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All posts tagged Politics

Meslee

The Cloister and the Chamber: In search of Australian political philosophy

For decades now, we seem to have been living in “end”: the end of history, the end of ideology, the end of theory. Parties nominally of the left (“New Labour”, “Wall St Democrats”) joined those of the right to enforce “democracy” abroad and a “third way” of free market reliance at home. Ideologues and theorists had ceded decision-making to technocrats, and no one need worry about such esoteric matters as justice or fairness, since all we had to do was sit back and let a properly-tuned market deliver optimal outcomes to everybody.

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Deleuze beyond Badiou

Book Review – Clayton Crockett, Deleuze Beyond Badiou

Clayton Crockett’s Deleuze Beyond Badiou is more than a commentary on Badiou’s reading of Deleuze or a defense of Deleuze. It is, rather, a transdisciplinary work that crosses the domains of theology, philosophy, and politics through a reading of the relationship between Deleuze and Badiou. Crockett’s goal, however, is not primarily descriptive but constructive, in that he uses the relationship between the two philosophers as a means for thinking otherwise.

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Democratic revolutions and gun rights – forging a more global perspective on the current controversy

Everyone is familliar with Mao Tse-Tung’s famous dictum, first formulated during the Long March in the 1930s, that “all power grows out of the barrel of a gun.” The saying often has gushily romantic overtones for even the most gun-abhorring political progressive while setting off paroxysms of indignation perhaps among […]

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Proper Reverence for Political Authority

In a recent piece about Les Misérables, which is in general a fine study of the dynamics of law and grace in the film, Michael W. Hannon worries that a view of the state, and the political realm more broadly, as an unnatural institution is insufficient for a vibrant and vigorous engagement of this realm, or as he puts it “our faith in law.” Hannon aptly notes that Valjean, one for whom “it seemed as though he had for a soul the book of the natural law,” is the ideal in Hugo’s work. Valjean’s remarkable conversion, for instance, results in a situation in which he recognizes a greater sense of moral obligation rather than less.

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Luke 13:31-35 – The Politics of Place

And so it is to Jerusalem that Jesus must go. Why Jerusalem? How would the scene have played out differently if the Pharisees, in their plotting, had simply arranged to have Jesus murdered on the road – on his way to the city? What if Jesus had never come to Jerusalem? To the temple? What if he died and even was resurrected while preaching the good news of God’s Kingdom in Galilee? What’s so special about Jerusalem?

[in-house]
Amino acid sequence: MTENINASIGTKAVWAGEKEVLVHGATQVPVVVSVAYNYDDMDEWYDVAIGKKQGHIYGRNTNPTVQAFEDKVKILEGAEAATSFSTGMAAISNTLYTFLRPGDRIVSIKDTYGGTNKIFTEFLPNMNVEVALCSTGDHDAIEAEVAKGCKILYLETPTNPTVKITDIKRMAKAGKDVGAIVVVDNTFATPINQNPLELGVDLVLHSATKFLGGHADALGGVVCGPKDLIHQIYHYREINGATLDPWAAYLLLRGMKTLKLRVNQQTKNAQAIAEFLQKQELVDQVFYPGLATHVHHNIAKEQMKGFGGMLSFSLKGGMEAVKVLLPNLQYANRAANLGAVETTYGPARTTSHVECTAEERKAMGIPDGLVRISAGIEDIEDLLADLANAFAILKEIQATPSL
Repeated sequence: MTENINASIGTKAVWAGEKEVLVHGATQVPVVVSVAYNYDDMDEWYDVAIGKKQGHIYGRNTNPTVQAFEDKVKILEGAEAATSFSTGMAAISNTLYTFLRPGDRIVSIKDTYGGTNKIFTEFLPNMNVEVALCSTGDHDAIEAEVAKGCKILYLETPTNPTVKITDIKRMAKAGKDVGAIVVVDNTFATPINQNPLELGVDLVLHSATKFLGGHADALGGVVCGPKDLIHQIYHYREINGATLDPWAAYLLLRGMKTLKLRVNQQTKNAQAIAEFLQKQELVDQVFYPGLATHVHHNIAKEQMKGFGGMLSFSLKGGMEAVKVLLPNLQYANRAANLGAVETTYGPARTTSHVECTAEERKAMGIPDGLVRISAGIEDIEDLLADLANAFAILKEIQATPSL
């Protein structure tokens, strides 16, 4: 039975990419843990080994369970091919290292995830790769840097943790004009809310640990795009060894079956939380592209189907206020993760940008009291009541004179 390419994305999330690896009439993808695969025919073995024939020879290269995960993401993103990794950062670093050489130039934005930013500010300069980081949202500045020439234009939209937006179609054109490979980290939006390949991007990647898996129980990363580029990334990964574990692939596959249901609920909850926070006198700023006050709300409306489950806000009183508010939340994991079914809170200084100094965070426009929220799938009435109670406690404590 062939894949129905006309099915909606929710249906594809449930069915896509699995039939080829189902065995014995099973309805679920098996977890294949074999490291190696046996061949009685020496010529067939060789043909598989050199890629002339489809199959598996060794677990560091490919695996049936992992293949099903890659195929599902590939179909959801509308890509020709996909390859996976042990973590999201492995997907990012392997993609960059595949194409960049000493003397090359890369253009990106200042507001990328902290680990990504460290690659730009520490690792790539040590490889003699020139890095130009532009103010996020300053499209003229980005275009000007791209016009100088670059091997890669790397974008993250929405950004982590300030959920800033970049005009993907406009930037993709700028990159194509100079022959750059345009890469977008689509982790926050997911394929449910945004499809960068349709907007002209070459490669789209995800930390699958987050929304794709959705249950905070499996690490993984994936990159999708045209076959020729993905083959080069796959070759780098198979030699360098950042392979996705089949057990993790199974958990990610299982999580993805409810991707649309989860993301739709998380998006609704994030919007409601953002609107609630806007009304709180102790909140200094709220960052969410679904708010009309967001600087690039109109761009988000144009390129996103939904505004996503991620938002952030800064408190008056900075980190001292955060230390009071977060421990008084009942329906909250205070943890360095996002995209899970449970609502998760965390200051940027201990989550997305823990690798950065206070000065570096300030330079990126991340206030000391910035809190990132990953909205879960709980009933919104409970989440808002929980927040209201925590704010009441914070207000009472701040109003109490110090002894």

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Politics of Epiphany

Herod was scared of a newborn baby. This basic fact of the Epiphany story bears the key to understanding its political implications. Herod’s fear reveals something of the anxiety that accompanies absolute power. In the political context of the Roman Empire, which supported Herod’s control of Judea, the continuance of power depended on the political elites capacity to convince people.

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Democracy and the debt crisis – why political theology needs to wake up from its moralistic slumber

Now that America’s fiscal cliff has been averted, the press and public attention are turning quickly to the next looming “crisis” – the debt ceiling. For many of today’s liberals, the debt ceiling issue is little more than a red herring. Partisan politics and convoluted political rhetoric aside, the left […]

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Expecting Justice: The Politics of Jeremiah 33:14-16

It is a challenge to reflect on politics and advent together. As advent emerges and we begin to anticipate the emergence of God’s presence into the world anew, as we expect the child who taught peace and preached liberation for the poor and oppressed, I cast my eyes on the political landscape and struggle to glimpse what might be breaking forth with new life. Perhaps this is a problem with how we conceptualize the birth of Jesus, as a grand cosmic event, an episode of a preordained salvation history, the inauguration of a new kingdom of peace on earth. There is another element to this extraordinary story, its ordinariness. Jesus is born in a Galilean backwater, to an unwed teen mother, lost in a crowd of travelers. Jeremiah prophesied to his ancient community about a time when justice and righteousness will emerge into history. We still await the fulfillment of this prophesy. But refracting this vision through the circumstances of Jesus’ birth will perhaps teach us to look for this hope in unexpected places…

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